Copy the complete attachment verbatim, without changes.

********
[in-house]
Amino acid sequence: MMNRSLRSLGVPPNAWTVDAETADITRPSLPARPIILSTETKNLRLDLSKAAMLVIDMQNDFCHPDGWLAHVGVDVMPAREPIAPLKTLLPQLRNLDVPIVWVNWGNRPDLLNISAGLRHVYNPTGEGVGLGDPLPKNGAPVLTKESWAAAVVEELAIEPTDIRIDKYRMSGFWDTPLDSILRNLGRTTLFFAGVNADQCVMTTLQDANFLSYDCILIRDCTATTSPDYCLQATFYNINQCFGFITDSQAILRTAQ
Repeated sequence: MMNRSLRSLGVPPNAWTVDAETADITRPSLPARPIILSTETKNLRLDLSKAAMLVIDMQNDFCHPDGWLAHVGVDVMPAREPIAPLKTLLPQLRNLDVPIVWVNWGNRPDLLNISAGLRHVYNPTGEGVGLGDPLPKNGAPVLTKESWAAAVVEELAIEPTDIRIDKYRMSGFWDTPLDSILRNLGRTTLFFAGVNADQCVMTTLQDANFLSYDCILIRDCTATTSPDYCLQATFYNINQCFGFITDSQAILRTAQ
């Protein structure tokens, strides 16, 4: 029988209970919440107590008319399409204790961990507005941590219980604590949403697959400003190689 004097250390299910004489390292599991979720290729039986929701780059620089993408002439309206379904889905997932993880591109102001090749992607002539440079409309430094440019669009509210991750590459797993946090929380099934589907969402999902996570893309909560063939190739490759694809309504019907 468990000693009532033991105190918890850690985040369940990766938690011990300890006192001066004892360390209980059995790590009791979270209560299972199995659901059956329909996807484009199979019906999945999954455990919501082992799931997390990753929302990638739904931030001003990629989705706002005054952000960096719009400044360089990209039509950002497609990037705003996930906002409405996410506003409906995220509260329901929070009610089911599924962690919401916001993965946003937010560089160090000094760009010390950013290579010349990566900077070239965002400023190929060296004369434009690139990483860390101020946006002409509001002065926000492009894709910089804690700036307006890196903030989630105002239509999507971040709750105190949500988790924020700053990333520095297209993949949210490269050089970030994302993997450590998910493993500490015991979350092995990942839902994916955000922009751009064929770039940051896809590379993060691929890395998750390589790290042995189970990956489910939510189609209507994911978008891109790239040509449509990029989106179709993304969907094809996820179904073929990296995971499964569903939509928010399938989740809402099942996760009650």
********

[in-house]
Amino acid sequence: MMNRSLRSLGVPPNAWTVDAETADITRPSLPARPIILSTETKNLRLDLSKAAMLVIDMQNDFCHPDGWLAHVGVDVMPAREPIAPLKTLLPQLRNLDVPIVWVNWGNRPDLLNISAGLRHVYNPTGEGVGLGDPLPKNGAPVLTKESWAAAVVEELAIEPTDIRIDKYRMSGFWDTPLDSILRNLGRTTLFFAGVNADQCVMTTLQDANFLSYDCILIRDCTATTSPDYCLQATFYNINQCFGFITDSQAILRTAQ
Repeated sequence: MMNRSLRSLGVPPNAWTVDAETADITRPSLPARPIILSTETKNLRLDLSKAAMLVIDMQNDFCHPDGWLAHVGVDVMPAREPIAPLKTLLPQLRNLDVPIVWVNWGNRPDLLNISAGLRHVYNPTGEGVGLGDPLPKNGAPVLTKESWAAAVVEELAIEPTDIRIDKYRMSGFWDTPLDSILRNLGRTTLFFAGVNADQCVMTTLQDANFLSYDCILIRDCTATTSPDYCLQATFYNINQCFGFITDSQAILRTAQ
């Protein structure tokens, strides 16, 4: 029988209970919440107590008319399409204790961990507005941590219980604590949403697959400003190689 004097250390299910004489390292599991979720290729039986929701780059620089993408002439309206379904889905997932993880591109102001090749992607002539440079409309430094440019669009509210991750590459797993946090929380099934589907969402999902996570893309909560063939190739490759694809309504019907 468990000693009532033991105190918890850690985040369940990766938690011990300890006192001066004892360390209980059995790590009791979270209560299972199995659901059956329909996807484009199979019906999945999954455990919501082992799931997390990753929302990638739904931030001003990629989705706002005054952000960096719009400044360089990209039509950002497609990037705003996930906002409405996410506003409906995220509260329901929070009610089911599924962690919401916001993965946003937010560089160090000094760009010390950013290579010349990566900077070239965002400023190929060296004369434009690139990483860390101020946006002409509001002065926000492009894709910089804690700036307006890196903030989630105002239509999507971040709750105190949500988790924020700053990333520095297209993949949210490269050089970030994302993997450590998910493993500490015991979350092995990942839902994916955000922009751009064929770039940051896809590379993060691929890395998750390589790290042995189970990956489910939510189609209507994911978008891109790239040509449509990029989106179709993304969907094809996820179904073929990296995971499964569903939509928010399938989740809402099942996760009650």